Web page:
ofSetRectMode(OF_RECTMODE_CENTER);		
        ofPushMatrix();
        ofTranslate(x, y);
        ofRotateZ(rotation);
        ofScale(scale, scale, 1);
        image.draw(0, 0, width, width);
        ofPopMatrix();
    }

3. The update function

In our previous tutorial we were only concerned with point events. This time around, we not only need to retrieve and deal with point events, but we also need to perform a “hit test” to assign relevant points to our touch objects, and then receive and handle subsequent gesture events as well.

As before, our first block checks the current tick count and compares it to the last recorded tick count, proceeding only if at least 16 milliseconds have passed, which keeps our processing rate limited to 60 cycles per second.

Point event retrieval is done just as before, with a vector of point events used to store the result from calling ConsumePointEvents. However, this time around, we aren’t keeping track of the point objects. Instead, we’re using a “hit test” in handlePointEvents to decide, for any new point, whether it’s fallen within the boundaries of one of our touch objects. To do this, we call the custom function Hit with the new point’s position as well as the box’s dimensions and orientation:

Drawables.cpp

    // Returns true if (px, py) intersects our object
    bool TouchRectangle::Hit(int px, int py) const{
        float rads = PI * rotation / 180.f;
        std::pair<int, int> local_coords(rotateAboutPoint(px, py, x, y, rads));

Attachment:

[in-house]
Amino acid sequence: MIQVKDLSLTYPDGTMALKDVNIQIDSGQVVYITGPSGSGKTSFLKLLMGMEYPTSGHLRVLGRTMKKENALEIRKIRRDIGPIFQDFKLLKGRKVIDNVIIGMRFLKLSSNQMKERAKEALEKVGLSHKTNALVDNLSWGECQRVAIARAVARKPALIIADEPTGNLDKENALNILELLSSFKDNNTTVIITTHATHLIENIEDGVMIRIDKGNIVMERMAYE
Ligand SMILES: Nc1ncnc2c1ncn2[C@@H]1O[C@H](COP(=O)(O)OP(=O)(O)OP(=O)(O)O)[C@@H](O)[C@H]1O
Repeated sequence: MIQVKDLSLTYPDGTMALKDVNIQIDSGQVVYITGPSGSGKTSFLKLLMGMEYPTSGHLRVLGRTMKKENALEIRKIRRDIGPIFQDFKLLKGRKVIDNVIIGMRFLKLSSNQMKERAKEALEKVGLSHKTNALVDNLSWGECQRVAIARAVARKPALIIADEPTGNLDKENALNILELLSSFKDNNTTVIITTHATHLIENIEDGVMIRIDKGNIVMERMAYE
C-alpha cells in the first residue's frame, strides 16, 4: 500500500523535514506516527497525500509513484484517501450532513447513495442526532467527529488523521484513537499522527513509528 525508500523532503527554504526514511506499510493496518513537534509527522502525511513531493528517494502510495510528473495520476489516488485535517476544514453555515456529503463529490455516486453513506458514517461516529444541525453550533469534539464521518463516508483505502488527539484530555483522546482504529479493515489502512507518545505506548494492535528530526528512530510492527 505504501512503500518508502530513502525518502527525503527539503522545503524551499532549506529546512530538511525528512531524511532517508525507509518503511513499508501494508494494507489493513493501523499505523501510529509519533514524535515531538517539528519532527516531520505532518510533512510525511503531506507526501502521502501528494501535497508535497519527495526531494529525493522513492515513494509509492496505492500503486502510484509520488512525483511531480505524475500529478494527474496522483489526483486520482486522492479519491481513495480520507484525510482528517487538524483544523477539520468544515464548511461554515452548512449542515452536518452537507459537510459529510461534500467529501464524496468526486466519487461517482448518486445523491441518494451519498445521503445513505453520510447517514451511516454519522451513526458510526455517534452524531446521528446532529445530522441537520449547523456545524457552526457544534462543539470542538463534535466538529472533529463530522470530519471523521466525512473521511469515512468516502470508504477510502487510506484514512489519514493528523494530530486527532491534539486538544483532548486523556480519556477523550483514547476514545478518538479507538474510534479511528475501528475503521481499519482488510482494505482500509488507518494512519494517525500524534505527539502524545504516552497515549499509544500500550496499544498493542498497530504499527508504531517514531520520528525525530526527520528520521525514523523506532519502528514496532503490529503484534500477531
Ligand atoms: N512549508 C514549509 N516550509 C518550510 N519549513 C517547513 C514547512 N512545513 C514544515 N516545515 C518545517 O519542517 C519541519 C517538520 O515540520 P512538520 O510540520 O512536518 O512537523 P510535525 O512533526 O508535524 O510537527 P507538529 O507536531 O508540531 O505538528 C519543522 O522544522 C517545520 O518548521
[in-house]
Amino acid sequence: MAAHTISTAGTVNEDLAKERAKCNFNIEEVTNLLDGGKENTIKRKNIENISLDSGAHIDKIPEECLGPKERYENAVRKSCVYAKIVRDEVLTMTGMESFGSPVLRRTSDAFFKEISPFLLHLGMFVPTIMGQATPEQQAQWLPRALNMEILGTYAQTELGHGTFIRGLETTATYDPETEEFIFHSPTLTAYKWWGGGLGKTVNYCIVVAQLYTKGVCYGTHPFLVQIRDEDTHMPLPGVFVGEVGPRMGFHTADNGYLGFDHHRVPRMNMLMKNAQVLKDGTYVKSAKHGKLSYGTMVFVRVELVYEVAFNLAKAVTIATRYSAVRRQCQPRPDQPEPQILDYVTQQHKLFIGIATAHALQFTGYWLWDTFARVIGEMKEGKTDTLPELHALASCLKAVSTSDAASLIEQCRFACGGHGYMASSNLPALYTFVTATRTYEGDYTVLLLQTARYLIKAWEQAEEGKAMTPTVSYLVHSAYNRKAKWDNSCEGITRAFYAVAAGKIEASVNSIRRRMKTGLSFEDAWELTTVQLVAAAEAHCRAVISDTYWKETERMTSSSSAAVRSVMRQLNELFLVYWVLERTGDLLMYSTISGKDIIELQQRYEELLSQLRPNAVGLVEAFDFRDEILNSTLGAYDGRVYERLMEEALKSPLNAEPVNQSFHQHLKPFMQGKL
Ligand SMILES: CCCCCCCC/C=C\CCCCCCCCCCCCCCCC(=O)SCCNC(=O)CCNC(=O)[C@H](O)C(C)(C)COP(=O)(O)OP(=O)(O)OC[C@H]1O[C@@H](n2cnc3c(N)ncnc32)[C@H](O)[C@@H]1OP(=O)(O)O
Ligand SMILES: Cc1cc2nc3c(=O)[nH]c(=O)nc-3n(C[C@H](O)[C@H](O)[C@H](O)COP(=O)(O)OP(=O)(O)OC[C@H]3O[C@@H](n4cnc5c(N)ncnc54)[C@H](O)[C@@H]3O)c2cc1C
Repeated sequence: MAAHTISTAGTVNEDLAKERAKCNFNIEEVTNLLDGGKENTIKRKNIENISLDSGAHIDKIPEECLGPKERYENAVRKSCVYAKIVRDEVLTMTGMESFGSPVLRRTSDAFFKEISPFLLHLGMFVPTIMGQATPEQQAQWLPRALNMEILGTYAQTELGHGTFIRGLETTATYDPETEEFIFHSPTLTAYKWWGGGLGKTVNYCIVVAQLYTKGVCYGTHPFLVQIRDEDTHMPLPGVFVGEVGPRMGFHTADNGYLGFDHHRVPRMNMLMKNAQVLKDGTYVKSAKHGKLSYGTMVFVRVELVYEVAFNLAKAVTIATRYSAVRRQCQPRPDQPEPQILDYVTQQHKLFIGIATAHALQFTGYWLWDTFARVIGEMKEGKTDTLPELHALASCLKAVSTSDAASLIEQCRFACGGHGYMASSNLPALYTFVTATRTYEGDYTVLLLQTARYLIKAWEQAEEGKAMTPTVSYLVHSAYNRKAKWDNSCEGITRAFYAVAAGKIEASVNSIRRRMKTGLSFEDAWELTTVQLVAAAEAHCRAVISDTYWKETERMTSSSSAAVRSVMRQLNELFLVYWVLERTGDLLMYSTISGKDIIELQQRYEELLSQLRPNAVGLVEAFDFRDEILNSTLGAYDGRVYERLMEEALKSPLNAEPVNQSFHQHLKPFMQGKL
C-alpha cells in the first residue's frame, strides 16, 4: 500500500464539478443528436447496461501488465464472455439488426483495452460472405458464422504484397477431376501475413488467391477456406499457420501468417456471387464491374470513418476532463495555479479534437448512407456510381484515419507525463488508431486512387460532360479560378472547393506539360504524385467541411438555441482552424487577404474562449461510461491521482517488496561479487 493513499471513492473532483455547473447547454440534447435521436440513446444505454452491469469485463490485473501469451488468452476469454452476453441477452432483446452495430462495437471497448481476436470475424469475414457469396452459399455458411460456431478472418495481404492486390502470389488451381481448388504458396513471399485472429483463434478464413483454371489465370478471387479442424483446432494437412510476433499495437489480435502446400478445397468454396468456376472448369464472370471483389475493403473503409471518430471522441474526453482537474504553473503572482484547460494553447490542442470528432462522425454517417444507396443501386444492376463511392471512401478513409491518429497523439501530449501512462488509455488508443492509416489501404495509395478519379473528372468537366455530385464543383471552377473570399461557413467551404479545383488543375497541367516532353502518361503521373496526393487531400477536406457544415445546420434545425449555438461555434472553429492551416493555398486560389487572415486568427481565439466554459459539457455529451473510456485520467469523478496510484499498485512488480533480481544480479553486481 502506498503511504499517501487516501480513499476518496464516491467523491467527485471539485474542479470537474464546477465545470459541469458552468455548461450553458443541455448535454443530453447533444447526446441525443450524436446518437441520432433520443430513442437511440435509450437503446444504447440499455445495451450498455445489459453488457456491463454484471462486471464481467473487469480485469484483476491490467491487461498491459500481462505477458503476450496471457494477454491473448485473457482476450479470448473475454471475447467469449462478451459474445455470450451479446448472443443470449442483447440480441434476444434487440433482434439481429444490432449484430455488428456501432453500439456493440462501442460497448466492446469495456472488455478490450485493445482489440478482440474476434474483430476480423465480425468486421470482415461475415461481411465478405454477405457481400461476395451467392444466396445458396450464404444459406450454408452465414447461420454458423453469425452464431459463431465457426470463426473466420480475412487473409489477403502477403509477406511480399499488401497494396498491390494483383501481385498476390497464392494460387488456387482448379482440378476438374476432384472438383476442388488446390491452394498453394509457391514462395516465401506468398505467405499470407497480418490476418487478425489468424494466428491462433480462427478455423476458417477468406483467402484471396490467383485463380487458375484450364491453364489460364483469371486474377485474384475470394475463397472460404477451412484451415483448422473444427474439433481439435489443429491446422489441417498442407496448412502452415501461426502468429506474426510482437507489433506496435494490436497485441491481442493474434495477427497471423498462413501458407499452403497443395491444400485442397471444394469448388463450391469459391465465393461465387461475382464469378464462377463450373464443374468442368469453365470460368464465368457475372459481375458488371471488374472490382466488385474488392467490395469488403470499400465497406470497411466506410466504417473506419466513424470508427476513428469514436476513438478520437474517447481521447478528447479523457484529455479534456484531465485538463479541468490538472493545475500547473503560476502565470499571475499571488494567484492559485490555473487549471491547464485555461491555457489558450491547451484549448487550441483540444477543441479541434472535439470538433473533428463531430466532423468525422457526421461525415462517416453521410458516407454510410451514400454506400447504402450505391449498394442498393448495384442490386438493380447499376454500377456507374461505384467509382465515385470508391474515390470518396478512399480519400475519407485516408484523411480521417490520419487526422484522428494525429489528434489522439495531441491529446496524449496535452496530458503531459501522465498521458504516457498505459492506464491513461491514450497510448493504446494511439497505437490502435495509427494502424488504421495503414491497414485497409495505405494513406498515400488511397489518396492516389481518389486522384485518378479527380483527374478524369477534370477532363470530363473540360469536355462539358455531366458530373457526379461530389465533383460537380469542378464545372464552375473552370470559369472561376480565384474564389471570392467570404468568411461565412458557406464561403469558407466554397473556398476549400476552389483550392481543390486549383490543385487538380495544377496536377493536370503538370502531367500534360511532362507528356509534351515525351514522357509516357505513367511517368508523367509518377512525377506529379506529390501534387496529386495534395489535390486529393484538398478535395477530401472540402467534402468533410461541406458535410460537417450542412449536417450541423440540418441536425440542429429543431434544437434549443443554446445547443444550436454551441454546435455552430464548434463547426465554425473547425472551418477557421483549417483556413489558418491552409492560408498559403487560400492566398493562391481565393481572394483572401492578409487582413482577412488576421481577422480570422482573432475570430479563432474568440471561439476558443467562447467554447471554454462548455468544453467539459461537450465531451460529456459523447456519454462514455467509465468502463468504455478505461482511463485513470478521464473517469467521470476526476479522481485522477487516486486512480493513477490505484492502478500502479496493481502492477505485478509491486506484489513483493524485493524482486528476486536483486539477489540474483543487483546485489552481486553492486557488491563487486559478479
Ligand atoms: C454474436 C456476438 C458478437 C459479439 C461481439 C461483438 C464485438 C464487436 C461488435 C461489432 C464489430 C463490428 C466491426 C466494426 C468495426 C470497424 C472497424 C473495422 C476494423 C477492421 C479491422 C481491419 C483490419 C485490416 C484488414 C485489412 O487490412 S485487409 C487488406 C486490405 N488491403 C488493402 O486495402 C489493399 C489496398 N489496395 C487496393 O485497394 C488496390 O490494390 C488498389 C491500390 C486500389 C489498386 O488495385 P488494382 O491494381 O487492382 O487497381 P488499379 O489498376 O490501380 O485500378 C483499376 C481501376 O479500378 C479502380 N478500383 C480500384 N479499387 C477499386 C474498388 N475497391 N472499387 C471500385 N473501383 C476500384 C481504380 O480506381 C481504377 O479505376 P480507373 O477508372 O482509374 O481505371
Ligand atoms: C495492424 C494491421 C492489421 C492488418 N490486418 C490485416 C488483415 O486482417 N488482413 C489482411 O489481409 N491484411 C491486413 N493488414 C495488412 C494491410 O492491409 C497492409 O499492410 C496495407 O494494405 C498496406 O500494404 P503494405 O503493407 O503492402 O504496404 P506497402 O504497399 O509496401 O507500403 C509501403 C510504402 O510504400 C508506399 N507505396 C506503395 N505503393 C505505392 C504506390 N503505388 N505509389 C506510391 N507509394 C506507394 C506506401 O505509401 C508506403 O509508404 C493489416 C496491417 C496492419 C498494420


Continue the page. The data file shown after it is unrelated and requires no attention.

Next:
if (abs(local_coords.first - x) <= width * scale / 2){
            if (abs(local_coords.second - y) <= width * scale / 2){
                return true;
            }
        }
        return false;
    }

InteractiveBitmaps.cpp

    if (point.status == gwc::TOUCHADDED){
        for (auto& rect : rectangles){
            if (rect.second.Hit(window_coords.first, window_coords.second)){

                // If this is a new point and hits one of our touch objects, we want to let GestureWorks
                // know so that it can perform cluster analysis during its processing cycle. 
                GestureWorks::Instance()->AddTouchPoint(rect.first, point.point_id);				
                rect.second.AddPoint(point.point_id);
                break; // only get the first one
            }
        }
    }

By looping through the touchareas (logo1 and logo2), if the hit test shows the point is within one of those areas, then we tell GestureWorks to assign the touch point to that touch object.

The handleGestureEvents is called following ConsumeGestureEvents, which gives us back a std::vector of GestureEvent objects. Each of these objects will contain general data, as well as data specific to its event type, which we can use to update the objects based on the event type received.

By looping through the vector of GestureEvent objects, and the logic being the same for both logos, it's easy to manipulate the appropriate TouchRectangle based on the Gestures returned from ConsumeGestureEvents.

We then further break down our response to the event based on its type. We are only dealing with the three gestures defined for logo2, any other gesture that comes through will be ignored, we have three blocks in the if-else chain:

InteractiveBitmaps.cpp

void InteractiveBitmaps::handleGestureEvents(const std::vector<gwc::GestureEvent>& gesture_events){
    for (const auto& gesture : gesture_events){
        std::wstring target(gesture.target.begin(), gesture.target.end());

        // Find the name of the touch object the gesture "targets". This will be the same name we used to register
        // the touch object with GestureWorks
        auto rect = rectangles.find(target);
        if (rect == rectangles.end()) continue;